Simplistic repetition of rhetoric in politics regardless of issue facts or complexity is a tool that has been used with great success on the right to deceive citizens into supporting actions counter to their own interests. It raises its head frequently in the fiscal posturing machinations of today’s über-conservatives’ attacks on progressive taxation, spending that benefits people over political profits, and the mindless worship of the free market which really stands for corporations being free to harm common citizens.
Getting the lie of equivalency into circulation is the very first step. Whether it is hanging a banner on Maine’s GOP headquarters saying “Working People Vote Republican” to create an unbalanced perception or planting the specter of a mushroom cloud in the public’s mind to get the nation’s war blood up, this deceptive and simplistic approach is used time and time again to our detriment. And so the images of Republicans “having ladders on their trucks” and Iraq attacking with nuclear weapons us if we do not attack them first are evoked to push actions which makes no sense. Their objective is to ignore the core truth by using a lie of equivalency that only serves to heighten partisanship and destroy consensus, compromise, or cooperation.
A now a brand new lie of equivalency is being tested by Republican Paul Ryan as detailed at Talking Points Memo:
…Ryan reframed the entitlement cuts in his budget as "strengthen[ing] welfare for those who need it,"…
Ryan and his allies trotted the concept of changing Medicare to a voucher program that would put one of the most popular, effective, and needed entitlements on the pathway to filling private insurance company profit coffers and diminishing the level of effective help to citizens by both that action and allowing the benefit to shrink over time in relation to rising health care costs. Ryan and company got a strong negative reaction from across the political and public spectrum and even many Republicans raced to distance themselves from the rapid Ryan repulsion reaction.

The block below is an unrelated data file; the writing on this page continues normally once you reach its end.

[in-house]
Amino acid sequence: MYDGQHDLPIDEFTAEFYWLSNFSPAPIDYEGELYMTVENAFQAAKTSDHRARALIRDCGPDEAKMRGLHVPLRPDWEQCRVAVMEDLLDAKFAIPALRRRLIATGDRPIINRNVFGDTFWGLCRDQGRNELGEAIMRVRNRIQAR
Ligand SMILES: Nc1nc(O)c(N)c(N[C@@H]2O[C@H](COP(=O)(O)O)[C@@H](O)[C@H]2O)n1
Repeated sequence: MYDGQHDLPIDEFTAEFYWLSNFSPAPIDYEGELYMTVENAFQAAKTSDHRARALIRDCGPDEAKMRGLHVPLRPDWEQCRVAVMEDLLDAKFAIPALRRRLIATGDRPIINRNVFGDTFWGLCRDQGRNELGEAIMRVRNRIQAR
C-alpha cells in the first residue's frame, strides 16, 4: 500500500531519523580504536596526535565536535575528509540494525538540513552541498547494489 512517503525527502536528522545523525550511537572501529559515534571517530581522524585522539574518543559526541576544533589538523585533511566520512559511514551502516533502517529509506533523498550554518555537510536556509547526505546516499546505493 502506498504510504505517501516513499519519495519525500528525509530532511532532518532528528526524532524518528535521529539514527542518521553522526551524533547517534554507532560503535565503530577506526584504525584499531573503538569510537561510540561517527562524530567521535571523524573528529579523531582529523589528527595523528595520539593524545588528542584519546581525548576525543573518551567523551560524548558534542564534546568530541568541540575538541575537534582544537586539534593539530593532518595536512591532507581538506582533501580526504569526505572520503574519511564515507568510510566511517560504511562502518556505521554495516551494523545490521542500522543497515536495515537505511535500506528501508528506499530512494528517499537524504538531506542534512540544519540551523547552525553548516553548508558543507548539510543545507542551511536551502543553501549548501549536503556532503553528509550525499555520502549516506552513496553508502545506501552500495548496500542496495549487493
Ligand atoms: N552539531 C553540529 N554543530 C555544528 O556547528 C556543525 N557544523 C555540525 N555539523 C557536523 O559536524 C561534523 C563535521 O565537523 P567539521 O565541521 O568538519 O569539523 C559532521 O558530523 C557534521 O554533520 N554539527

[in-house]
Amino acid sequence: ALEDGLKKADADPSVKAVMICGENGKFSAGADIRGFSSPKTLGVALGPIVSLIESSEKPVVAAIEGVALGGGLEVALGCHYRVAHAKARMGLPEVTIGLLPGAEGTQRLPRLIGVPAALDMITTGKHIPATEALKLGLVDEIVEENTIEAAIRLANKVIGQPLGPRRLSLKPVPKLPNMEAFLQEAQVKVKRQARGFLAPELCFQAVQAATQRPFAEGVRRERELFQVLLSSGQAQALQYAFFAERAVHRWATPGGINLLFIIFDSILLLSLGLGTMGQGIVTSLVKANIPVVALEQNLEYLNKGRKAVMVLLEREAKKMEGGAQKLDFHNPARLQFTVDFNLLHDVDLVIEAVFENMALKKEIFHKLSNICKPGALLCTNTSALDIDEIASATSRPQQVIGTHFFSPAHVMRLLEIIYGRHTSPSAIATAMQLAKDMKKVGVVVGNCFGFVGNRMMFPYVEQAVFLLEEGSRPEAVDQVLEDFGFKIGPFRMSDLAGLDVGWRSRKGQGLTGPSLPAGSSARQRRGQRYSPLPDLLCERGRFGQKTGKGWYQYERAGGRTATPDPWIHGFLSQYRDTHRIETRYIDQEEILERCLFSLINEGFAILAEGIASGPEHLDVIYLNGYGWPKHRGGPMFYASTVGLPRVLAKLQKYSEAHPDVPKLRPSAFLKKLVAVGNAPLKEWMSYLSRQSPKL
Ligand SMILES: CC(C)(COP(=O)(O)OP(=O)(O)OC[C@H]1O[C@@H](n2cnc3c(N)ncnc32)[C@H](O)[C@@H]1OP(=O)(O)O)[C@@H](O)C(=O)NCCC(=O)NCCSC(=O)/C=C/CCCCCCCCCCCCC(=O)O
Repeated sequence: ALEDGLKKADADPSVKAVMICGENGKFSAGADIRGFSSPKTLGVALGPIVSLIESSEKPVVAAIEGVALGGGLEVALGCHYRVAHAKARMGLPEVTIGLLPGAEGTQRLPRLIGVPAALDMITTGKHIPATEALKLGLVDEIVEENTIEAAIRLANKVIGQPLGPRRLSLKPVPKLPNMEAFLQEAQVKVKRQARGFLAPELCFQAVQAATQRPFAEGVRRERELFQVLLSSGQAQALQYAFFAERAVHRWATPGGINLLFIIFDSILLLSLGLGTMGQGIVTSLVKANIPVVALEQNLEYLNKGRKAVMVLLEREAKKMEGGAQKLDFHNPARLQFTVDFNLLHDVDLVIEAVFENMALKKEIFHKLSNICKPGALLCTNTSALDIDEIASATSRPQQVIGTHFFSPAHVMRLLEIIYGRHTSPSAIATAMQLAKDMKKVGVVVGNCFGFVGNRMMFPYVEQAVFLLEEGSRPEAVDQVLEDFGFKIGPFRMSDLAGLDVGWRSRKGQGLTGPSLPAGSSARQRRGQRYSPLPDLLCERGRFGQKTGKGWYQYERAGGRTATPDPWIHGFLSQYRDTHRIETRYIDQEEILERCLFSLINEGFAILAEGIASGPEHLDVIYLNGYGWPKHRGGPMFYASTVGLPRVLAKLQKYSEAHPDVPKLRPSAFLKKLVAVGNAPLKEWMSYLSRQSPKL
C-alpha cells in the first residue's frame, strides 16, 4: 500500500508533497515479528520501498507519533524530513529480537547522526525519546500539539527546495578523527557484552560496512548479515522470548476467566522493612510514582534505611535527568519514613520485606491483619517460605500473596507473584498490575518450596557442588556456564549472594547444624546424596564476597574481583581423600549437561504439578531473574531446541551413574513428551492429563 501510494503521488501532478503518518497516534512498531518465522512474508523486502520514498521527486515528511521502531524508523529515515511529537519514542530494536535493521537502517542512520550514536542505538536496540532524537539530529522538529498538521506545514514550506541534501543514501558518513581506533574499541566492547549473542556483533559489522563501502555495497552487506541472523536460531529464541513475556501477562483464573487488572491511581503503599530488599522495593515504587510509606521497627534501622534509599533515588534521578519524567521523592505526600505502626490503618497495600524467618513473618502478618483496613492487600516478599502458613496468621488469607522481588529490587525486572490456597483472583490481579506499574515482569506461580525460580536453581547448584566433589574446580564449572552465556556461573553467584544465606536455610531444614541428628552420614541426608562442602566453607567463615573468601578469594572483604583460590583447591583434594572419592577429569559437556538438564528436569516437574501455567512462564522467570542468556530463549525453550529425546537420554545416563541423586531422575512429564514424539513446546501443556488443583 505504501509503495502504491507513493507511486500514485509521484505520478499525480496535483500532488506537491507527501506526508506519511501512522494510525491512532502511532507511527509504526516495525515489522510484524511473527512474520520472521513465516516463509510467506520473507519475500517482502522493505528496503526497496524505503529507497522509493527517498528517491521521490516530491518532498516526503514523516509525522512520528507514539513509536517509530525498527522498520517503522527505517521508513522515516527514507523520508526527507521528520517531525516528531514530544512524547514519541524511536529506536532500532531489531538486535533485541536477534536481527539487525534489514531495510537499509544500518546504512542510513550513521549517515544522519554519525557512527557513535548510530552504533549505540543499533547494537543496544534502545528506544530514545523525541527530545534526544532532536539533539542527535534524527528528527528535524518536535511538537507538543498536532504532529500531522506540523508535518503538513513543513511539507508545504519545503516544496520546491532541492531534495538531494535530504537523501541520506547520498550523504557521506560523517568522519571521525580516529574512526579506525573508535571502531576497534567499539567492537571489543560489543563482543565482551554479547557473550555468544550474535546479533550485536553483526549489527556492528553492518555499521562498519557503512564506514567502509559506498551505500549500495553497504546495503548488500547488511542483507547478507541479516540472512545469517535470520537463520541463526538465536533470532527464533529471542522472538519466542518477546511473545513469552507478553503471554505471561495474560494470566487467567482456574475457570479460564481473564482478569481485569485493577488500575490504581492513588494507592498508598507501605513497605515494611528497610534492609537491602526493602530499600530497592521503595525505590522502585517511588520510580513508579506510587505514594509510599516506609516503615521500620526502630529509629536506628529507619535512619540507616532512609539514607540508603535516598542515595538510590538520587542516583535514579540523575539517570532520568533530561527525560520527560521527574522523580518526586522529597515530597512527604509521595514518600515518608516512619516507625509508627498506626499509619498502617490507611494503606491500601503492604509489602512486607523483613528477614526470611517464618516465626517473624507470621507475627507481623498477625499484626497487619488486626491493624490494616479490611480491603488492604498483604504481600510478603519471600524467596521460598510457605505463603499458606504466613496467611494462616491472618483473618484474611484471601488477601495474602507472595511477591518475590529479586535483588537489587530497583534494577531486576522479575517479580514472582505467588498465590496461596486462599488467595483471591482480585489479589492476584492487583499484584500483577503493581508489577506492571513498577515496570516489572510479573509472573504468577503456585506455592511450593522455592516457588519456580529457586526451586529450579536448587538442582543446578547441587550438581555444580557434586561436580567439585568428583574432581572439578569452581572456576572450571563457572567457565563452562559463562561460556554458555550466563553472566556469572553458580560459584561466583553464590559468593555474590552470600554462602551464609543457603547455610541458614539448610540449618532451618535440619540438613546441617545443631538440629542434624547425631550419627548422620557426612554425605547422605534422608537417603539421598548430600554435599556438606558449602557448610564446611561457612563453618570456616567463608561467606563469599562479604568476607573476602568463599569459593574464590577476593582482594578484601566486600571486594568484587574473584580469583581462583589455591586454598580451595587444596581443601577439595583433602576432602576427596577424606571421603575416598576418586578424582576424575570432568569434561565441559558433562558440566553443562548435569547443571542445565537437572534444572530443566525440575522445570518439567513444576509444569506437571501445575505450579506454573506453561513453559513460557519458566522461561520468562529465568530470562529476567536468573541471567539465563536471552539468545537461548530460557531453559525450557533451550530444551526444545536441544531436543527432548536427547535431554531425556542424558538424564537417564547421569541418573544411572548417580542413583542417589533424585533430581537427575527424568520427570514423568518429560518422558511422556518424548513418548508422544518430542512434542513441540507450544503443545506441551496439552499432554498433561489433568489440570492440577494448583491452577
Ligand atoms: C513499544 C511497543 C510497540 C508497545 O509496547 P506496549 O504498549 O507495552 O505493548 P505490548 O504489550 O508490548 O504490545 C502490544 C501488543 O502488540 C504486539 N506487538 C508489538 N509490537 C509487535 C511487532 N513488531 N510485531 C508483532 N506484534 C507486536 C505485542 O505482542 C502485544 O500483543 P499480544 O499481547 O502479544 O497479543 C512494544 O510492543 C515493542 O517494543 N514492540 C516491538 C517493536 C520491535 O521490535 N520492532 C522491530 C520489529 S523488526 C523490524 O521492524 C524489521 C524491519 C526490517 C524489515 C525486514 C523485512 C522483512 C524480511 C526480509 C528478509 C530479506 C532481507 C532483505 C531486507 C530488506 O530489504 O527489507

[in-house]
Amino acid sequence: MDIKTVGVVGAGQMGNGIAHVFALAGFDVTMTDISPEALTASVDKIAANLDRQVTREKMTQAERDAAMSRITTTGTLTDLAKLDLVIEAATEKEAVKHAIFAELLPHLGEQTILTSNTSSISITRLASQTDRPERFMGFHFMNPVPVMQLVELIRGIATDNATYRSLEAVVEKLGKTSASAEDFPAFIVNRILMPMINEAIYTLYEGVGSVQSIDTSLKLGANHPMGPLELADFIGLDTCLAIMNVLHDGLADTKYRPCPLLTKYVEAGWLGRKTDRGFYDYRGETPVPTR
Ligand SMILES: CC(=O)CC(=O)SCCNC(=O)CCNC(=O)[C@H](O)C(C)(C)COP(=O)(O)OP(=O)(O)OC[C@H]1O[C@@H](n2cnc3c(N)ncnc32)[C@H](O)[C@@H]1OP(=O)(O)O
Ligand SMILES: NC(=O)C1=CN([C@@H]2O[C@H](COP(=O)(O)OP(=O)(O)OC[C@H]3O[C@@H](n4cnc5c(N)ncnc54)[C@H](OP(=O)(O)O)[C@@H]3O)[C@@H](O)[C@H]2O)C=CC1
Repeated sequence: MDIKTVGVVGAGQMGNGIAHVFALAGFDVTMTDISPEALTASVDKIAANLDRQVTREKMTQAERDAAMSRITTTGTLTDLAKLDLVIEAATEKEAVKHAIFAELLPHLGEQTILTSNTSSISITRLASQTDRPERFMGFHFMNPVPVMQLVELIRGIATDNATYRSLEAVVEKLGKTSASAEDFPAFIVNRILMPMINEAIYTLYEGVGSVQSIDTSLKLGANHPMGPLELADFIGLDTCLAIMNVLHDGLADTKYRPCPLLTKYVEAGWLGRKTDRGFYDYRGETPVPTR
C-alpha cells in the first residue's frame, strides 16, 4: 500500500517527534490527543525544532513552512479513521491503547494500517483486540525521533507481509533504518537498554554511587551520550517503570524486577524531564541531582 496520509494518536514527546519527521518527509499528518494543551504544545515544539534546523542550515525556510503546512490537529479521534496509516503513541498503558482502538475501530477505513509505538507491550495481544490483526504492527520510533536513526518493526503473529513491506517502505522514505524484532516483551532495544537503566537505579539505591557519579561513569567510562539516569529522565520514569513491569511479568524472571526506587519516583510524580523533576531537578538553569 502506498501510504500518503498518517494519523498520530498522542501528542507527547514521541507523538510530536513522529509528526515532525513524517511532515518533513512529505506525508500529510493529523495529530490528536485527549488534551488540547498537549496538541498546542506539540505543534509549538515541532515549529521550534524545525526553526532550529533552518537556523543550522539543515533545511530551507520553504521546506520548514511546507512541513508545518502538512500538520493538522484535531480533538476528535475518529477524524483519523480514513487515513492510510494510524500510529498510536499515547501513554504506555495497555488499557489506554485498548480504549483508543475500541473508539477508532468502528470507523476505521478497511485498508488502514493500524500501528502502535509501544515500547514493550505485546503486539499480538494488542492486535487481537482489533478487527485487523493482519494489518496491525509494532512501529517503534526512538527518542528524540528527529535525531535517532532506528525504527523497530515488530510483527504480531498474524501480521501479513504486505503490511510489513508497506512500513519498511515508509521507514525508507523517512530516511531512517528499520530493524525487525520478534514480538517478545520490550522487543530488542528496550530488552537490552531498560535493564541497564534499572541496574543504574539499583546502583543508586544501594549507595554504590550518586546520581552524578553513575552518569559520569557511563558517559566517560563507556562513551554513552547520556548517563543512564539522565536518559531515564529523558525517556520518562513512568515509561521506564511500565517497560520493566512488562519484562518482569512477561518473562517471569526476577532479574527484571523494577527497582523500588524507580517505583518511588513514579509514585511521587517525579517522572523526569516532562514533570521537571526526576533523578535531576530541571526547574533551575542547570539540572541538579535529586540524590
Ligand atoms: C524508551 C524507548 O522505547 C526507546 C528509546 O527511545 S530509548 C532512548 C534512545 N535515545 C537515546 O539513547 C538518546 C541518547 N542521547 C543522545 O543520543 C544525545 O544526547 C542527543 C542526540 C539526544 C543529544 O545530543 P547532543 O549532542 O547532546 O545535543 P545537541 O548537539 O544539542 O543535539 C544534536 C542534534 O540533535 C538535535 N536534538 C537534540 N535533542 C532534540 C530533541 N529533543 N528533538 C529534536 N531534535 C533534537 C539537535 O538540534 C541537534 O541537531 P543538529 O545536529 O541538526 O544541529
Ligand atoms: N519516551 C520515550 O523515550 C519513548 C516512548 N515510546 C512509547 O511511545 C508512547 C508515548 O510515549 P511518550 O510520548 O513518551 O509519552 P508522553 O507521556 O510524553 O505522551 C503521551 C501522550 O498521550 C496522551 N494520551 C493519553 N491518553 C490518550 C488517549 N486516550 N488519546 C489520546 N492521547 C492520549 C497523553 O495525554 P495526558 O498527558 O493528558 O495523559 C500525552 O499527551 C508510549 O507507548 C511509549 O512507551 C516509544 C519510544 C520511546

Ryan didn’t have a good lie in place and just got the obligatory “at least he’s trying to do something and put something out there so we can chat about something and water down something so it looks like we do something” banter. But the powers to be do not want to address the deficit with appropriate progressive tax structures and tough decisions around exorbitant defense spending exemptions from reality. With quick turnaround, a GOP desirable lie is being auditioned to equate Medicare with welfare.
Thus cutting Medicare equals strengthening welfare for those who need it. “Those who need it” will be subject to strict and stern definition. In one fell swoop Medicare is the same as welfare and should now guide the future of the program. First there might be WelfareMedicare vouchers, followed perhaps by WelfareMedicare means testing, and of course finally elimination of the WelfareMedicare nanny state.
Medicare evokes a positive image of government serving all people well for their societal betterment, the essence of an advantageous entitlement because you are fortunate enough to be a United States citizen. The image of welfare in this context is designed to do precisely the opposite and reinforced by the misleading argument of need as a tepid low value positive over entitlement as an outright negative connotation. Ryan’s pairing of the two, a lie of equivalency, is poised now for rhetorical repeating and will be coming to a GOP theater near you.
* Based on 2010 estimated Medicare enrollment.